The ConversationIntegrating new arrivals to a city is never an easy task – even when successful, it takes time. But developing a long-term plan to help refugees settle into the city will make it much easier to confront the inevitable challenges that will occur. Germany is a good example of this, where authorities are trying to learn from the mistakes which have led to the segregation of populations in the past, such as in the banlieues of Paris.

Such incremental and consistent improvements are neither exciting or divisive enough to garner much attention. But that does not make them any less valid. Refugees can indeed be of great benefit to cities and their residents - they just need to be given a chance.

Aisling O'Loghlen, Vice Chancellor's Research Fellow in Global Challenges, Northumbria University, Newcastle.

This article was originally published on The Conversation. Read the original article.

 
 
 
 

Everybody hates the Midlands, and other lessons from YouGov’s latest spurious polling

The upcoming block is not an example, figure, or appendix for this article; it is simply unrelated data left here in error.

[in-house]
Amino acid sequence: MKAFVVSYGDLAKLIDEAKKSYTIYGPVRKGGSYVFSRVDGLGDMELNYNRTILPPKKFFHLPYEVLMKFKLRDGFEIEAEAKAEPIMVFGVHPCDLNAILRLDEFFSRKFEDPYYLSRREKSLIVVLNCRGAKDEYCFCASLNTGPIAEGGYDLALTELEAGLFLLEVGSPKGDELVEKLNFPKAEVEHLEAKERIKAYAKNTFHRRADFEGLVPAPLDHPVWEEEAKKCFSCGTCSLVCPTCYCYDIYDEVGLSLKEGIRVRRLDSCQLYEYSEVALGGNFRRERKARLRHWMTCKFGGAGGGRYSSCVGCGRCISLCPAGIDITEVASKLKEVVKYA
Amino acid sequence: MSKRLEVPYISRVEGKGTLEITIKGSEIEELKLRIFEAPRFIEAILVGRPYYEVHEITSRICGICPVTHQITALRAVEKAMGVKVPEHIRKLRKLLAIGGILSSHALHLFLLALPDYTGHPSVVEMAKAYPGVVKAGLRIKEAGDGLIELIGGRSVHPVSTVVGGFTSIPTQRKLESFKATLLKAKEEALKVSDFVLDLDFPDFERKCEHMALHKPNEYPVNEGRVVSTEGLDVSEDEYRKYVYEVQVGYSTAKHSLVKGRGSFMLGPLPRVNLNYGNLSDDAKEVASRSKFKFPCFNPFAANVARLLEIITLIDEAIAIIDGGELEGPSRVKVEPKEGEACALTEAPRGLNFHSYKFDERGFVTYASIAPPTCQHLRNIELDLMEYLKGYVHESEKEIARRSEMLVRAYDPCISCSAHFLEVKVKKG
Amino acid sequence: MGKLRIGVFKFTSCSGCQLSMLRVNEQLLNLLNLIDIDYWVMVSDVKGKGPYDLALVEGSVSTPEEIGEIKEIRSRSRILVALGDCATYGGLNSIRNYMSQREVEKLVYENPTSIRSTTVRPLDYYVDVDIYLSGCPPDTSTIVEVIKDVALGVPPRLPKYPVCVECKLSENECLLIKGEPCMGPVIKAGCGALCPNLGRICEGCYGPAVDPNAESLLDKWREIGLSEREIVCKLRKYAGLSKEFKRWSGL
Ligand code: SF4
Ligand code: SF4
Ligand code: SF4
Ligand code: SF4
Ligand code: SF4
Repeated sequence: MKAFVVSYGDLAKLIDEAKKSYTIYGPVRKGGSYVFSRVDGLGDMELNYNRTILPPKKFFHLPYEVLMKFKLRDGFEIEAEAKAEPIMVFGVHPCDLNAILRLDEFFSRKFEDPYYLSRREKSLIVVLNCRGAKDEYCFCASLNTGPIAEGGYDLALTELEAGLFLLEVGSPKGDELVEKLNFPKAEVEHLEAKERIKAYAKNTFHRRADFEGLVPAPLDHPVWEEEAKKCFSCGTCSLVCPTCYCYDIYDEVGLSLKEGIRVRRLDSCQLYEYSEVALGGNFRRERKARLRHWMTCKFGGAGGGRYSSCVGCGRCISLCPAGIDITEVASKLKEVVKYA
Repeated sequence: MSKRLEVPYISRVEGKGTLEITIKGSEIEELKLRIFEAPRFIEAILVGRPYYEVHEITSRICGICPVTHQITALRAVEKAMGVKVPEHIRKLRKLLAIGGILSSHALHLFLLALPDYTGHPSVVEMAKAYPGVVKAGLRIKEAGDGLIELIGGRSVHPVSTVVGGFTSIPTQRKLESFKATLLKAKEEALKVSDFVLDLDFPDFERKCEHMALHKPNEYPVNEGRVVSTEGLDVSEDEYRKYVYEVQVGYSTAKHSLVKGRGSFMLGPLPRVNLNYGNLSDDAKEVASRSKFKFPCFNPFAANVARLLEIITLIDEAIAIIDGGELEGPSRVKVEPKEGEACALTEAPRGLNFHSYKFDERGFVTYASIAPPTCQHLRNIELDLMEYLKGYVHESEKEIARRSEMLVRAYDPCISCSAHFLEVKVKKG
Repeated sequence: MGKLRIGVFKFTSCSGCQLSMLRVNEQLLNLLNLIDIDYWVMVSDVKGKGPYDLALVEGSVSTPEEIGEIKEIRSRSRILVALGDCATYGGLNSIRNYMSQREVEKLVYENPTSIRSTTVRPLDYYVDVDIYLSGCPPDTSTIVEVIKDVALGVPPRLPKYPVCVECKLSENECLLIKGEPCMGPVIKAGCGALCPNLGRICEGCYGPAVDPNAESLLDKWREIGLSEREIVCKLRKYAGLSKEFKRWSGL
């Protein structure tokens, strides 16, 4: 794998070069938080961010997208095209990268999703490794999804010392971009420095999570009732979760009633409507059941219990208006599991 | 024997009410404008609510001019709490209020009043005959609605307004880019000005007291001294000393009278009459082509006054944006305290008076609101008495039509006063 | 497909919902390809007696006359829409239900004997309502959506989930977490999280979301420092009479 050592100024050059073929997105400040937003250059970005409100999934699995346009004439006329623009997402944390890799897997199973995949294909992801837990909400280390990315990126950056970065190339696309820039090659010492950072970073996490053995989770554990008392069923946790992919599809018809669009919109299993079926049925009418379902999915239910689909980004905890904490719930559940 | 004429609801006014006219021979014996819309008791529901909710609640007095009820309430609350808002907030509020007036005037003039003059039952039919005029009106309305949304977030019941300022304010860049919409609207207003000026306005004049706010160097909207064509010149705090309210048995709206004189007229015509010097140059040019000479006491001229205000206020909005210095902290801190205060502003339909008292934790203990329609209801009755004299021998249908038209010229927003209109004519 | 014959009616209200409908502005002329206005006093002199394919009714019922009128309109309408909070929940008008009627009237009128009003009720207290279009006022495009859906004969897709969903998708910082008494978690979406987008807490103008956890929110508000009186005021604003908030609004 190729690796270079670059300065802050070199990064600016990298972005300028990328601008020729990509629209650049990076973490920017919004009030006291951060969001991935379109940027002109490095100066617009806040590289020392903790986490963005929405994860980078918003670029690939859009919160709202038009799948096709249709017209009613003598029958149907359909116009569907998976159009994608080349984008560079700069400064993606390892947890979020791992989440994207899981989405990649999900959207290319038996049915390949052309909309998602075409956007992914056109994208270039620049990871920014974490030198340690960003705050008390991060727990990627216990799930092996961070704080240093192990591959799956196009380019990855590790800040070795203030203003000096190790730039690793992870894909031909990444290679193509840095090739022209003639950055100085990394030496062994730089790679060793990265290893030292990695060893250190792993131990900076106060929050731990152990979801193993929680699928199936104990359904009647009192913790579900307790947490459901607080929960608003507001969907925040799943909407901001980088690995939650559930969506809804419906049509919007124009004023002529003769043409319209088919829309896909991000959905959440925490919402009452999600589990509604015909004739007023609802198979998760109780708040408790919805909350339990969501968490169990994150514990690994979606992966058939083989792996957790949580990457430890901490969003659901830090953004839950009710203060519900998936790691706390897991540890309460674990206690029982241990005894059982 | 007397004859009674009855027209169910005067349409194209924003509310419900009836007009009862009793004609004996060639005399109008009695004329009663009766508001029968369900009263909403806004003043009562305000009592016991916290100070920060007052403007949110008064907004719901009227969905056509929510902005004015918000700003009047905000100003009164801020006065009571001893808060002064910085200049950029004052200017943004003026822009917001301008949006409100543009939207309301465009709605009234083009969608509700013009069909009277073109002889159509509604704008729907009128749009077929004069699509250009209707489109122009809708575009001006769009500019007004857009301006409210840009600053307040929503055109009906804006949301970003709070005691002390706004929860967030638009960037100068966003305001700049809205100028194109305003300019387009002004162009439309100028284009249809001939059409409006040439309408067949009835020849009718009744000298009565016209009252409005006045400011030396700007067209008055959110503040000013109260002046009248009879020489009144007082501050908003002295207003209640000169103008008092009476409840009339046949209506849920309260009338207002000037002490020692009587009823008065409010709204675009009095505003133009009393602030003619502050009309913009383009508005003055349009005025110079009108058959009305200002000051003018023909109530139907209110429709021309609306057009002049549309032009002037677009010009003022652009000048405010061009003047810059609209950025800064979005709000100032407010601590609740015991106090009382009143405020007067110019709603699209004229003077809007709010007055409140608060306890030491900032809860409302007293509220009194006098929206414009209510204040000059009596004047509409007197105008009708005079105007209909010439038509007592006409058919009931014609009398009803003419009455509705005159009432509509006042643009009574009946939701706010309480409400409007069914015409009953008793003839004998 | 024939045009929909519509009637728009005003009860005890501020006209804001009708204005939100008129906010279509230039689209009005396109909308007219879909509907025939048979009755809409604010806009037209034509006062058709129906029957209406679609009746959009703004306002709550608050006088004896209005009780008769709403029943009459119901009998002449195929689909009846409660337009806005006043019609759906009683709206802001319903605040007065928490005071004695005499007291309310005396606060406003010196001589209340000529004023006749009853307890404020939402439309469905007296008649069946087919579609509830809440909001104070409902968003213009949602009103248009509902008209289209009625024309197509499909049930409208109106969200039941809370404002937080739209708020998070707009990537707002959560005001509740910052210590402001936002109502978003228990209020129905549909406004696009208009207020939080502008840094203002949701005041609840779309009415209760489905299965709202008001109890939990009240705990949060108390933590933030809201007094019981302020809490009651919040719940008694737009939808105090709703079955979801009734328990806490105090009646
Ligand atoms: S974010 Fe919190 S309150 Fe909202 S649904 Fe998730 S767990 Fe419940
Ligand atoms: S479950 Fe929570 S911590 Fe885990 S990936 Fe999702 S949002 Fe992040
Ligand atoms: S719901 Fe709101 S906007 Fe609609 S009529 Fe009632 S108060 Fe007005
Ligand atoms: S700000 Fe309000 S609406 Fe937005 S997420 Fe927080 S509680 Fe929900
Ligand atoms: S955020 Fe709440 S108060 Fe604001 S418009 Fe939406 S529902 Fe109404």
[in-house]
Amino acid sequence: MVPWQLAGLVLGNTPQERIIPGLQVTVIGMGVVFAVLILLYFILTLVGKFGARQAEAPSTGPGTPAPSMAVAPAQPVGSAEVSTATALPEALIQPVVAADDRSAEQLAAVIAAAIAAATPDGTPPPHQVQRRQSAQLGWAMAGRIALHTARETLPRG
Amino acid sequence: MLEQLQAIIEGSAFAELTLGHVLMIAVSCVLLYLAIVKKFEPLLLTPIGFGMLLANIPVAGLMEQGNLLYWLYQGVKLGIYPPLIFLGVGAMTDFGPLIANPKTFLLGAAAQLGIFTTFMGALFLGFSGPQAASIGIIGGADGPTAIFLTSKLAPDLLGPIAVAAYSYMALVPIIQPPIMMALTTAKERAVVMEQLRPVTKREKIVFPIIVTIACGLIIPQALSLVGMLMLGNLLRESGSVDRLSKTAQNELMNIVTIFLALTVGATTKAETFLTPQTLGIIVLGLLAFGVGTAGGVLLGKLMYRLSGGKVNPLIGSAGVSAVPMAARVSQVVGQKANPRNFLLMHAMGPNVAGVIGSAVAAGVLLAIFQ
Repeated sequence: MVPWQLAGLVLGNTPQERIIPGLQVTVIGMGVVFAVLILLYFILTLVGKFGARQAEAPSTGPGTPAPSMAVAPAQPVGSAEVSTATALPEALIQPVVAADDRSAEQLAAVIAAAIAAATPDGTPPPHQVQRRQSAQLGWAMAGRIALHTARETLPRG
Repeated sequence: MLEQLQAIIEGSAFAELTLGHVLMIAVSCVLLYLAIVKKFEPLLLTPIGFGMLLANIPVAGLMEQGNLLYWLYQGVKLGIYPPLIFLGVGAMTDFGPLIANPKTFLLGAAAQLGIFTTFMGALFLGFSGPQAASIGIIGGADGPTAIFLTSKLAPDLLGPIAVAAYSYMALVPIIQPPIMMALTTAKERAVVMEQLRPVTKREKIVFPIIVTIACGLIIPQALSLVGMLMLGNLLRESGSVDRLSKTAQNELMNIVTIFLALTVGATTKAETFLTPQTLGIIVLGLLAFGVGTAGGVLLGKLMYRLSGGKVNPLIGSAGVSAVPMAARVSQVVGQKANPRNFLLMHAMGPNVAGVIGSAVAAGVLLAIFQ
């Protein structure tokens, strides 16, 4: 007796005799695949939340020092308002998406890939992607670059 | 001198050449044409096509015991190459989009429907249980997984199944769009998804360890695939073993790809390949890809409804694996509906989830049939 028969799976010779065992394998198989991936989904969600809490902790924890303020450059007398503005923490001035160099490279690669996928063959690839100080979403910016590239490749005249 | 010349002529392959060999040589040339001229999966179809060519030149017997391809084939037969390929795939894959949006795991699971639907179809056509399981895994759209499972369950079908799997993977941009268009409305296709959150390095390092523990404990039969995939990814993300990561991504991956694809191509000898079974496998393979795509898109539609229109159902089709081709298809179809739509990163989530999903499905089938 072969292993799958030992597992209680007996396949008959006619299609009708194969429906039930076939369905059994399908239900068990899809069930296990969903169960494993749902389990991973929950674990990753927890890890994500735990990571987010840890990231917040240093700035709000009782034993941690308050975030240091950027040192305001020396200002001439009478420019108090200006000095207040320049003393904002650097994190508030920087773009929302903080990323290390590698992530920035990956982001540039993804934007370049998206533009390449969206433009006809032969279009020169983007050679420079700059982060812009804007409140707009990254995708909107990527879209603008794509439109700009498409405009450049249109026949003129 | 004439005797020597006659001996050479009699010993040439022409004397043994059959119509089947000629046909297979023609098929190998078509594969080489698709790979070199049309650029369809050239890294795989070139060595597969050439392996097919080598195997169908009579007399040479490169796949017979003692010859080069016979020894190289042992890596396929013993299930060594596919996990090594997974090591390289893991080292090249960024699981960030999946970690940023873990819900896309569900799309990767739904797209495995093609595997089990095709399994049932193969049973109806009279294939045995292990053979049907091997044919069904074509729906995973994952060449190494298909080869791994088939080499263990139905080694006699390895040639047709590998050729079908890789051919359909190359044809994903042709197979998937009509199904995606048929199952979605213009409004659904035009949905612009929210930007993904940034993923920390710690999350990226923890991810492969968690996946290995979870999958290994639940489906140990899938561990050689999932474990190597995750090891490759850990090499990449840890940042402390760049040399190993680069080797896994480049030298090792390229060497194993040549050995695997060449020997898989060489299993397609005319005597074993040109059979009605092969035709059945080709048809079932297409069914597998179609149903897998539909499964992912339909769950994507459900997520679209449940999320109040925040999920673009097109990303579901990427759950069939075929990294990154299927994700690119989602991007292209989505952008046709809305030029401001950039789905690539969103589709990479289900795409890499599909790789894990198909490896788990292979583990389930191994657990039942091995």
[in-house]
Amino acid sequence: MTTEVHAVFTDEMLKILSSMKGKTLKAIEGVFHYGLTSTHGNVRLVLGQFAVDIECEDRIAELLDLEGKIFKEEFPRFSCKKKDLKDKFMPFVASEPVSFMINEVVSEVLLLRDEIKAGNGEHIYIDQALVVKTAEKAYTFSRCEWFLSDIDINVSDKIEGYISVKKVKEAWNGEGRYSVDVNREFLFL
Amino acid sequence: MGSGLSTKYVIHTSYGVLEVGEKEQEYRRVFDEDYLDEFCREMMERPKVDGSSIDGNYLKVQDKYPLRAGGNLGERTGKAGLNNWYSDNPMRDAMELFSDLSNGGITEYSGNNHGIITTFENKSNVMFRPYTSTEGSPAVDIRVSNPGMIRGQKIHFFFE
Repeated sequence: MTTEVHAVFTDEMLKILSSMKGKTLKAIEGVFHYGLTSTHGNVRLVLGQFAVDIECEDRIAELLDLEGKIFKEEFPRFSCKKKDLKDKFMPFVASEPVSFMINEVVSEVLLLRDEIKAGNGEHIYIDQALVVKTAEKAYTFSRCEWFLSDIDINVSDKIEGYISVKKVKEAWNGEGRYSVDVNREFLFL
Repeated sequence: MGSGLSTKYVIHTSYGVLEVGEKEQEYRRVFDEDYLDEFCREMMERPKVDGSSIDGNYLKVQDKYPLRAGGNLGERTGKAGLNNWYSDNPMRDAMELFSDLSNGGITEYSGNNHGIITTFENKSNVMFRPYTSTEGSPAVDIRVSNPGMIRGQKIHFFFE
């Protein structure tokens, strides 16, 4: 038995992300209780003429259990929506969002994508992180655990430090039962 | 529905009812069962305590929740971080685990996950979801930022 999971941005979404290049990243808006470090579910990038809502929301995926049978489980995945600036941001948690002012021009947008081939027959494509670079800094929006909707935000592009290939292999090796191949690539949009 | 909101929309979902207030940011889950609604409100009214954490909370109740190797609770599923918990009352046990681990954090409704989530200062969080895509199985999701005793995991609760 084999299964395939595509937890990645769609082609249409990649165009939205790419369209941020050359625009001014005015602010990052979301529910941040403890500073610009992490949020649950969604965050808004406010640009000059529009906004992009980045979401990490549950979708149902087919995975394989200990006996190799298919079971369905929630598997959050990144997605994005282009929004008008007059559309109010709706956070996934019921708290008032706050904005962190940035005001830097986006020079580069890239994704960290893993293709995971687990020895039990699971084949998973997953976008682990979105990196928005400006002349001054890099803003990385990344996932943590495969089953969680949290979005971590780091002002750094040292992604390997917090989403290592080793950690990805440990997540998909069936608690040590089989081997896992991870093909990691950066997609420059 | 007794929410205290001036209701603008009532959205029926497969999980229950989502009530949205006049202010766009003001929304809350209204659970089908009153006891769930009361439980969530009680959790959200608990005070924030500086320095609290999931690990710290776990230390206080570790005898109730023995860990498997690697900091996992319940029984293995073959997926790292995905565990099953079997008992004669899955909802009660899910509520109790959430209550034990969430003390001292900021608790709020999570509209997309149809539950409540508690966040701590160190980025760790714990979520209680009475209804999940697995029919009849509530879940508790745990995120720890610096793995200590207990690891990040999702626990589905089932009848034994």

Dorset, which people like, for some reason. Image: Getty.

Just because you’re paranoid, the old joke runs, doesn’t mean they’re not out to get you. By the same token: just because I’m an egomaniac, doesn’t mean that YouGov isn’t commissioning polls of upwards of 50,000 people aimed at me, personally.

Seriously, that particular pollster has form for this: almost exactly a year ago, it published the results of a poll about London’s tube network that I’m about 98 per cent certain* was inspired by an argument Stephen Bush and I had been having on Twitter, at least partly on the grounds that it was the sort of thing that muggins here would almost certainly write up. 

And, I did write it up – or, to put it another way, I fell for it. So when, 364 days later, the same pollster produces not one but two polls, ranking Britain’s cities and counties respectively, it’s hard to escape the suspicion that CityMetric and YouGuv are now locked in a co-dependent and potentially abusive relationship.

But never mind that now. What do the polls tell us?

Let’s start with the counties

Everybody loves the West Country

YouGov invited 42,000 people to tell it whether or not they liked England’s 47 ceremonial counties for some reason. The top five, which got good reviews from between 86 and 92 per cent of respondents, were, in order: Dorset, Devon, Cornwall, North Yorkshire and Somerset. That’s England’s four most south westerly counties. And North Yorkshire.